Revisiting a Concrete Overlay

The pavement shows some signs of age but no distress. Whitetopping is still “the flexible solution” and as an industry, we need to deliver the message.

Twenty four years later, the lot is still in use and except for a few utility cuts, some patches for unrelated work, and a small full-depth concrete expansion outside the limits of our project, the overlay is performing well. The lot exhibits no signs of degradation, potential failure, or even required maintenance.

Twenty four years after installation , the lot is still in use and except for a few utility cuts, some patches for unrelated work, and a small full-depth concrete expansion outside the limits of our project, the overlay is performing well.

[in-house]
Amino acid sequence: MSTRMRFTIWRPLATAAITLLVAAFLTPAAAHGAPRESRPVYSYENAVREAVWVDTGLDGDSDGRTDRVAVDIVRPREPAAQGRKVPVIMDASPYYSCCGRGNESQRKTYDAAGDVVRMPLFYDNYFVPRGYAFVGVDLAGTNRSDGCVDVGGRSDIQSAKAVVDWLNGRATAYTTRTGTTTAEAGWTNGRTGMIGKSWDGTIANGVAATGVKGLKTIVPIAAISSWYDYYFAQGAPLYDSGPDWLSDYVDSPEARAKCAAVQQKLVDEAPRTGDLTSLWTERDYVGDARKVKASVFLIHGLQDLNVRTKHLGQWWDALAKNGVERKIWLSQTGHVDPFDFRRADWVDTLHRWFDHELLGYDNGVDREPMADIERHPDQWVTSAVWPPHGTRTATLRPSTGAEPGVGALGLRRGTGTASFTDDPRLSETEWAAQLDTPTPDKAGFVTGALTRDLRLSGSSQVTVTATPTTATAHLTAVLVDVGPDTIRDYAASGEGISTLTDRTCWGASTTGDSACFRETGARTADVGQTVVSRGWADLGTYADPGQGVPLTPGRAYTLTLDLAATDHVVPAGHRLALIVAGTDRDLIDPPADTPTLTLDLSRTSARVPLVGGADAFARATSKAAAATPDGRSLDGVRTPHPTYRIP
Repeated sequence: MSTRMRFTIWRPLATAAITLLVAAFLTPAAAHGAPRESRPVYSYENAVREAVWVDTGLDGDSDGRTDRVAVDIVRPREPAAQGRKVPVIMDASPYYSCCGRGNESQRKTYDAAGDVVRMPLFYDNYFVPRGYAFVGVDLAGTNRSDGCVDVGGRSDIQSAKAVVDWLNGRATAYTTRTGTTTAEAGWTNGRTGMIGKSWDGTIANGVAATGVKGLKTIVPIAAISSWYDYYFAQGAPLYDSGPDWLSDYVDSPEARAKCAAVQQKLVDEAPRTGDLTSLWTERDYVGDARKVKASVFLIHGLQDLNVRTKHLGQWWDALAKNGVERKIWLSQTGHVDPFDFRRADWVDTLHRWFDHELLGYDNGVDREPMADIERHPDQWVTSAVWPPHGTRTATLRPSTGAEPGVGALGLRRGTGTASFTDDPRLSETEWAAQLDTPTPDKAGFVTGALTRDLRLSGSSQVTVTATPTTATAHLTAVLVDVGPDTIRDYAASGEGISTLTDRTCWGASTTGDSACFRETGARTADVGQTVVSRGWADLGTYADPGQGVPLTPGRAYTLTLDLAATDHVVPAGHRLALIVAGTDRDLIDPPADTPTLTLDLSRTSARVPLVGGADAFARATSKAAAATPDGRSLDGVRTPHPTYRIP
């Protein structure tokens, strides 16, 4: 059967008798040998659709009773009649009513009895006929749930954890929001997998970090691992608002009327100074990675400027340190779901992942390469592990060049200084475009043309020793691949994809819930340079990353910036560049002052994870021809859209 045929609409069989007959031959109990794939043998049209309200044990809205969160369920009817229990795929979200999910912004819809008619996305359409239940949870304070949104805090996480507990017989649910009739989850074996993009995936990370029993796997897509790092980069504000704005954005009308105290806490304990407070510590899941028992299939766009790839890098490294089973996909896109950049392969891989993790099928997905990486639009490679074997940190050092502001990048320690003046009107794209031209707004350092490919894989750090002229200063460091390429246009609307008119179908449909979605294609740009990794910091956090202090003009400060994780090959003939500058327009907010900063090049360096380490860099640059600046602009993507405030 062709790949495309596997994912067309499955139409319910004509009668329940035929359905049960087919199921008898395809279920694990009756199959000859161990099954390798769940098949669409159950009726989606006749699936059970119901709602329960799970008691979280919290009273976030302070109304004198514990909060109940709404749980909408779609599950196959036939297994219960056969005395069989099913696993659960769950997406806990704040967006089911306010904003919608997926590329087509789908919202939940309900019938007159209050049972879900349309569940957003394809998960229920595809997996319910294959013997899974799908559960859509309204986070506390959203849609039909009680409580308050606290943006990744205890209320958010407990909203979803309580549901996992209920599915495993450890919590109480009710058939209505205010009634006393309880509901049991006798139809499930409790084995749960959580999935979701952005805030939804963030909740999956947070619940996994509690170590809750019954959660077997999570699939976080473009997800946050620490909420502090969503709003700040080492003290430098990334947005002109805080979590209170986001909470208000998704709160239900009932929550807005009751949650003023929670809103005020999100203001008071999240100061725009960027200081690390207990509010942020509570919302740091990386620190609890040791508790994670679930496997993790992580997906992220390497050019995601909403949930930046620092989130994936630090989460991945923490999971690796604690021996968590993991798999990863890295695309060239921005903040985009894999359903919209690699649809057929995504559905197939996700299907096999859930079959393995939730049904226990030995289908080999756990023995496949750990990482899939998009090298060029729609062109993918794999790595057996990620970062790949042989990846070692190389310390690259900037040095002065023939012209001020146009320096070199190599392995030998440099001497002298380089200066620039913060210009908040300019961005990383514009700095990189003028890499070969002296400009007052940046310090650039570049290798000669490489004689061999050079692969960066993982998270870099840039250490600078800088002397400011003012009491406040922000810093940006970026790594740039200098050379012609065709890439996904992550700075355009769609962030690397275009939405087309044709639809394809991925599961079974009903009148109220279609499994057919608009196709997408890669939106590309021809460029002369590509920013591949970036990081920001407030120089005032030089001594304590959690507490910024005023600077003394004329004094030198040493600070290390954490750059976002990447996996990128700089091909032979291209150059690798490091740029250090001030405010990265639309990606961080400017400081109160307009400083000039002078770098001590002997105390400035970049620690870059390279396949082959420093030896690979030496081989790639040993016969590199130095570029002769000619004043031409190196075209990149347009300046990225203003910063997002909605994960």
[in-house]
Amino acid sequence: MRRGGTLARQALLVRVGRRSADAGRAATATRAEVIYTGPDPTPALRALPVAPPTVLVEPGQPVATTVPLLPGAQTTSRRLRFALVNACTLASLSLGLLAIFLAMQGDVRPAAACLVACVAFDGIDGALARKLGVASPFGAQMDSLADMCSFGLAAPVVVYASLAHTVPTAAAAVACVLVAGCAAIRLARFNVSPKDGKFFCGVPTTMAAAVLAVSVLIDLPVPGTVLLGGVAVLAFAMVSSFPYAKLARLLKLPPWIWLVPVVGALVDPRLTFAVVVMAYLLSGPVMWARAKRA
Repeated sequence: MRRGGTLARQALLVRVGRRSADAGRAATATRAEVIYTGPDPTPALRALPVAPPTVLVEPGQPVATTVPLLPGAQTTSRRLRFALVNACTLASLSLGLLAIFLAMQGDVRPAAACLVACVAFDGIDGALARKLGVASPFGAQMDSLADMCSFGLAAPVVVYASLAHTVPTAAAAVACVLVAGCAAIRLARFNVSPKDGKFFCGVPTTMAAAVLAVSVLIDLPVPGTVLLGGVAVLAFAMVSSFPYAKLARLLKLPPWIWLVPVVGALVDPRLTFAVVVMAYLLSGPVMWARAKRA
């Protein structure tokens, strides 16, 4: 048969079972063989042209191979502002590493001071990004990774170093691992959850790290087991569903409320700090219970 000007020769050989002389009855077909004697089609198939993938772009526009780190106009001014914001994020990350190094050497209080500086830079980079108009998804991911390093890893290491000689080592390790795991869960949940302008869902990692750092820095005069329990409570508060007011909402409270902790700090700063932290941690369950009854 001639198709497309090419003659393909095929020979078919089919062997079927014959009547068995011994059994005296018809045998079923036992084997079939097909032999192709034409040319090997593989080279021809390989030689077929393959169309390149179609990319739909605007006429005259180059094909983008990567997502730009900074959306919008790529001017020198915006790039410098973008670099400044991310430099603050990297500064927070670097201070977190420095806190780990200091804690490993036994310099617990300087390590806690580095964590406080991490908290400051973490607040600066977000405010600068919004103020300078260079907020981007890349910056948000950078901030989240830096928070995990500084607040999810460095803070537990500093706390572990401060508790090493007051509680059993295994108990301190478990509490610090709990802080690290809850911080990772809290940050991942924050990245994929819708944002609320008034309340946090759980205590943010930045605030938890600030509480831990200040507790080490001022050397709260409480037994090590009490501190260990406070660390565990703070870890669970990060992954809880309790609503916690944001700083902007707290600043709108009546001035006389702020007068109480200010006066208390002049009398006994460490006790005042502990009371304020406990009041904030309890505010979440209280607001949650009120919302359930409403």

Concrete contractors will appreciate that during initial construction over the 3 acres, there was one 5-foot-long random crack. As days often go in this industry, this crack was in the superintendent’s designated parking space. We epoxy-injected that crack and today it looks the same as it did 24 years ago.

Whitetopping was and is a competitive and viable alternative to asphalt, even though the American Concrete Pavement Association doesn’t even use the term whitetopping anymore, opting for simply calling it an overlay, either bonded or unbonded.

The overlay remains in excellent condition after 24 years.

Telling the owner that the lot would have a 20- to 30-year life was perhaps an understatement.

Joints were sawed with an early-entry saws and left unsealed.

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